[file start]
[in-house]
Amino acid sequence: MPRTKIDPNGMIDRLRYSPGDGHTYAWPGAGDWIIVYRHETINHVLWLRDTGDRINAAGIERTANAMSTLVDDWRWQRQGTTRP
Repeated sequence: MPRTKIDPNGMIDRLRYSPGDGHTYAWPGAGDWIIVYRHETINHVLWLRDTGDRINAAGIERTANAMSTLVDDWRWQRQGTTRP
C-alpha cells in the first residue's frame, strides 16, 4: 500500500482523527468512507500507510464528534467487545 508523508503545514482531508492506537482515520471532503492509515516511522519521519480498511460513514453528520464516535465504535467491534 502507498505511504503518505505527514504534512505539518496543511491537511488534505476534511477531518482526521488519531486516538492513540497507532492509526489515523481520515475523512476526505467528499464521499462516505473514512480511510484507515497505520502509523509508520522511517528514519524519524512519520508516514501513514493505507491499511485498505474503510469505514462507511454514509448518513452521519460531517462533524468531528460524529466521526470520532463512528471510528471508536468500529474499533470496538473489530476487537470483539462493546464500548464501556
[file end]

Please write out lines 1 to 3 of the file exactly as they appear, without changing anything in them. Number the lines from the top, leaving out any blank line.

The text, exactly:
[in-house]
Amino acid sequence: MPRTKIDPNGMIDRLRYSPGDGHTYAWPGAGDWIIVYRHETINHVLWLRDTGDRINAAGIERTANAMSTLVDDWRWQRQGTTRP
Repeated sequence: MPRTKIDPNGMIDRLRYSPGDGHTYAWPGAGDWIIVYRHETINHVLWLRDTGDRINAAGIERTANAMSTLVDDWRWQRQGTTRP